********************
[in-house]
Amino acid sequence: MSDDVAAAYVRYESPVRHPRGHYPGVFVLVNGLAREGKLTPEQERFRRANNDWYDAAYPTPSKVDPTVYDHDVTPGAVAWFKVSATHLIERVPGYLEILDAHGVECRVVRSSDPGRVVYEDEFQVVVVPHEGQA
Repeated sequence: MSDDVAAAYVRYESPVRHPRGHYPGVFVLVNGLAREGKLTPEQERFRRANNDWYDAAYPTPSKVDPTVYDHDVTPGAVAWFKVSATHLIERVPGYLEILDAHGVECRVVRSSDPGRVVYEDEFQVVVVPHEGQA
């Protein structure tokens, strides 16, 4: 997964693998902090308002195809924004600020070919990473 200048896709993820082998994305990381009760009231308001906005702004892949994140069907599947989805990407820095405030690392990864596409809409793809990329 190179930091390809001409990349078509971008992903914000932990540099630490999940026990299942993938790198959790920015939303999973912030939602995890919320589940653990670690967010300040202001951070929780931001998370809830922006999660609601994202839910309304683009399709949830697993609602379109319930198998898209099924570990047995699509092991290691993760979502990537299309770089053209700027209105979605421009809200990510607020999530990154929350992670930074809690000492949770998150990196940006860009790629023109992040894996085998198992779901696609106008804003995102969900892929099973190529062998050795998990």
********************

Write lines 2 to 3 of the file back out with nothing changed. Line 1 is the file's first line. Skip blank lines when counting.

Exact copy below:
Amino acid sequence: MSDDVAAAYVRYESPVRHPRGHYPGVFVLVNGLAREGKLTPEQERFRRANNDWYDAAYPTPSKVDPTVYDHDVTPGAVAWFKVSATHLIERVPGYLEILDAHGVECRVVRSSDPGRVVYEDEFQVVVVPHEGQA
Repeated sequence: MSDDVAAAYVRYESPVRHPRGHYPGVFVLVNGLAREGKLTPEQERFRRANNDWYDAAYPTPSKVDPTVYDHDVTPGAVAWFKVSATHLIERVPGYLEILDAHGVECRVVRSSDPGRVVYEDEFQVVVVPHEGQA